Appraisal of policy instruments for reducing buildings' CO2 emissions

TitleAppraisal of policy instruments for reducing buildings' CO2 emissions
Publication TypeJournal Article
Authors√úrge-Vorsatz, D., S. Koeppel, and S. Mirasgedis
Journal titleBuilding Research and Information
Pages458 - 477

The building sector currently contributes approximately one-third of energy-related CO2 emissions worldwide. It is economically possible to achieve a 30% reduction. However, numerous barriers such as financial and behavioural issues, market failures, and misplaced incentives prevent the realization of the high economic potentials. Which policy instruments are the most appropriate and cost-effective for reducing these barriers? To address this question, 20 policy instruments were assessed for their effectiveness in reducing emissions, cost-effectiveness, applicability and special conditions for success. The appraisal is based on over 60 ex-post policy evaluation reports from about 30 countries and country groups, representing best-practice examples of the application of these instruments. Appliance standards, building codes, tax exemptions and voluntary labelling were found to be the most effective policy instruments contrary to others such as Kyoto Protocol flexible mechanisms or energy/carbon taxation. The most cost-effective instruments, all achieving energy savings at negative costs for society, were appliance standards, demand-side management programmes and mandatory labelling. Since all policy instruments have limitations and only help overcome some barriers, they are most effective if combined into policy packages designed for the respective location, economy and culture.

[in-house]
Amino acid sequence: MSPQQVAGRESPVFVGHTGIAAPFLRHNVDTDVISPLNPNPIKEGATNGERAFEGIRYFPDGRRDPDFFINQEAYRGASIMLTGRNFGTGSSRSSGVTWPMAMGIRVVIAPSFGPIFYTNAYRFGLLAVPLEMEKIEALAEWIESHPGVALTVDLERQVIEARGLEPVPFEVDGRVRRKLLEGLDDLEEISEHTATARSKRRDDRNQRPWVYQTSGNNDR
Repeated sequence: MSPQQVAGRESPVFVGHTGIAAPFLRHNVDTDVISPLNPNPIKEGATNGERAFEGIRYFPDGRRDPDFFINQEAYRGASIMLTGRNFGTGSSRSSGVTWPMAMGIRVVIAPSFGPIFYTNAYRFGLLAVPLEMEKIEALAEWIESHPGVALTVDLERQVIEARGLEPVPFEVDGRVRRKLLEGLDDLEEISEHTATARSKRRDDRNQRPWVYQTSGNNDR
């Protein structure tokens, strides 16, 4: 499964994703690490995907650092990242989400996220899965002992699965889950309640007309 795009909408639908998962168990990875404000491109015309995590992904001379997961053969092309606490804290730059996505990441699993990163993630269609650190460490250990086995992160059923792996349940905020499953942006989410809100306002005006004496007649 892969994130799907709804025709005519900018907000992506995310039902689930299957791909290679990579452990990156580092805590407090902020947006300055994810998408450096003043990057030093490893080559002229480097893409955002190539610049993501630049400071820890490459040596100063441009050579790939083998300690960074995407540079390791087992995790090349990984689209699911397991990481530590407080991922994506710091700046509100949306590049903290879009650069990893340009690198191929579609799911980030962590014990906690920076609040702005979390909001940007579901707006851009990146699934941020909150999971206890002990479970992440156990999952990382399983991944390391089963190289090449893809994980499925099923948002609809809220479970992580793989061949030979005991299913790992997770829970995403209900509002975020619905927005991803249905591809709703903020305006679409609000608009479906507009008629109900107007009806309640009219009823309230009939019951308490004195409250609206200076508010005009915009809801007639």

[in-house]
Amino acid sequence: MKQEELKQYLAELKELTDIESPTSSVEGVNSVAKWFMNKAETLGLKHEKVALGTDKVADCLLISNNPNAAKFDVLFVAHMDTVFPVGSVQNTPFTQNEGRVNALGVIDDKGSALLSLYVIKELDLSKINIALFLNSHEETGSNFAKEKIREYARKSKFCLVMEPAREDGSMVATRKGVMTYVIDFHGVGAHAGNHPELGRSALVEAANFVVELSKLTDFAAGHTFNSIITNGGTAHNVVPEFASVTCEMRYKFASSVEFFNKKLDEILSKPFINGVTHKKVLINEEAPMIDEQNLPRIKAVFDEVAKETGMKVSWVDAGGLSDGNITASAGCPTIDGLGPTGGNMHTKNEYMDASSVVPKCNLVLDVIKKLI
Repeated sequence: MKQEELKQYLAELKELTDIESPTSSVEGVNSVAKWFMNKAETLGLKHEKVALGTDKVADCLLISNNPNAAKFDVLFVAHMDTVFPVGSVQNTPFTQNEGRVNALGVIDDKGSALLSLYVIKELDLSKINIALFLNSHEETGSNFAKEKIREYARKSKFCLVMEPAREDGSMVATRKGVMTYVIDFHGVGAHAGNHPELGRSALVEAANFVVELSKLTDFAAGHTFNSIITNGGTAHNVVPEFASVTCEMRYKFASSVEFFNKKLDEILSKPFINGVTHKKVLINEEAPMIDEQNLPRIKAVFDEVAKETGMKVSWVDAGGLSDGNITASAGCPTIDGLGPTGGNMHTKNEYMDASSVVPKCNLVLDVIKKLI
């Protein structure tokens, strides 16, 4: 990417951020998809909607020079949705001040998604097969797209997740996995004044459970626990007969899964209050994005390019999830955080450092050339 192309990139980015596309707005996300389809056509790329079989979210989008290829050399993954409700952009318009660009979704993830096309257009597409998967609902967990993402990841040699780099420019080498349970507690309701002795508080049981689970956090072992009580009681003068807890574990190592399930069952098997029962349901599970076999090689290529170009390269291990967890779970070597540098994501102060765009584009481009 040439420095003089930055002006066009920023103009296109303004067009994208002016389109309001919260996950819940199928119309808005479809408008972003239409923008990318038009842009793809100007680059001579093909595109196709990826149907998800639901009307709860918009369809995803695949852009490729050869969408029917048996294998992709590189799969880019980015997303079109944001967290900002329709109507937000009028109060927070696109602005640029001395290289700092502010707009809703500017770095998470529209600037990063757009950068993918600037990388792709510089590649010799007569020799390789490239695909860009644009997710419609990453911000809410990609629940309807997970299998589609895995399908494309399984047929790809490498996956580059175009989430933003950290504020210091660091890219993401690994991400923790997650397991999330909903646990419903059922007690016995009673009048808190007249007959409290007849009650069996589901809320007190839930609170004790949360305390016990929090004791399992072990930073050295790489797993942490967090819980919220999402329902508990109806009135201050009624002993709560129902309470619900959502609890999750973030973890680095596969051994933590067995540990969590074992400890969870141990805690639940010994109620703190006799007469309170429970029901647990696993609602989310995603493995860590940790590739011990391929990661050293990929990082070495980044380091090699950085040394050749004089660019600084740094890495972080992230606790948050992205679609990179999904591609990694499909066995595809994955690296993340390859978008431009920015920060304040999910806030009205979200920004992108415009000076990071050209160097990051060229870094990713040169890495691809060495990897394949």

Cited By :32Export Date: 14 February 2015

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